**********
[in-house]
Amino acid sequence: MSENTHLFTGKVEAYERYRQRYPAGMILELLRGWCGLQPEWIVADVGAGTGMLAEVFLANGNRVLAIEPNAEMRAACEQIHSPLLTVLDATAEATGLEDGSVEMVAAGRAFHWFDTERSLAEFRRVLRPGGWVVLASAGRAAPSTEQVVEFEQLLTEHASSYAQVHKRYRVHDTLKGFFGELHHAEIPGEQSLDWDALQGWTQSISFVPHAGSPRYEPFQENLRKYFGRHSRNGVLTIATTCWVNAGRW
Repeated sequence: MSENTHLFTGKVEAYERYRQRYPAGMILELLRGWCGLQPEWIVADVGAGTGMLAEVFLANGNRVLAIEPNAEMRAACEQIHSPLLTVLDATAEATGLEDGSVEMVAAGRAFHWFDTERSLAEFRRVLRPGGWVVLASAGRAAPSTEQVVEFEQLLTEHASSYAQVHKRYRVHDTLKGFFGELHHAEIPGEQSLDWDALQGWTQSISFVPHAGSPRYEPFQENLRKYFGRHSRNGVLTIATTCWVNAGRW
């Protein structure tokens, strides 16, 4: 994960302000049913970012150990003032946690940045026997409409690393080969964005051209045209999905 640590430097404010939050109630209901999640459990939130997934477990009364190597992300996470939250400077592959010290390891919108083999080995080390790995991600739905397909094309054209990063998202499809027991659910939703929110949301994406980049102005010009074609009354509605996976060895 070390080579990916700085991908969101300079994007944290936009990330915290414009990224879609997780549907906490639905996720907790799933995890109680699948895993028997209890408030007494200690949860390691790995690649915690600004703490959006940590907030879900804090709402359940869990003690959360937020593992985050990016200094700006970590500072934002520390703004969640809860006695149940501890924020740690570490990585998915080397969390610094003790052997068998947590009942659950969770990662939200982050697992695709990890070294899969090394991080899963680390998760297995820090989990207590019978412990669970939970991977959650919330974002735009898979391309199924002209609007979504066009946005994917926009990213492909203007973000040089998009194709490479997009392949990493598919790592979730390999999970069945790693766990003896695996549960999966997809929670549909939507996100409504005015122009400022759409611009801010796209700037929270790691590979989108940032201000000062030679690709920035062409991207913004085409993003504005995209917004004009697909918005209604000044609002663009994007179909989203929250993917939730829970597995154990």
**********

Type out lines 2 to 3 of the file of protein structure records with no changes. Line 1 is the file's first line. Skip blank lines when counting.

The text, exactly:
Amino acid sequence: MSENTHLFTGKVEAYERYRQRYPAGMILELLRGWCGLQPEWIVADVGAGTGMLAEVFLANGNRVLAIEPNAEMRAACEQIHSPLLTVLDATAEATGLEDGSVEMVAAGRAFHWFDTERSLAEFRRVLRPGGWVVLASAGRAAPSTEQVVEFEQLLTEHASSYAQVHKRYRVHDTLKGFFGELHHAEIPGEQSLDWDALQGWTQSISFVPHAGSPRYEPFQENLRKYFGRHSRNGVLTIATTCWVNAGRW
Repeated sequence: MSENTHLFTGKVEAYERYRQRYPAGMILELLRGWCGLQPEWIVADVGAGTGMLAEVFLANGNRVLAIEPNAEMRAACEQIHSPLLTVLDATAEATGLEDGSVEMVAAGRAFHWFDTERSLAEFRRVLRPGGWVVLASAGRAAPSTEQVVEFEQLLTEHASSYAQVHKRYRVHDTLKGFFGELHHAEIPGEQSLDWDALQGWTQSISFVPHAGSPRYEPFQENLRKYFGRHSRNGVLTIATTCWVNAGRW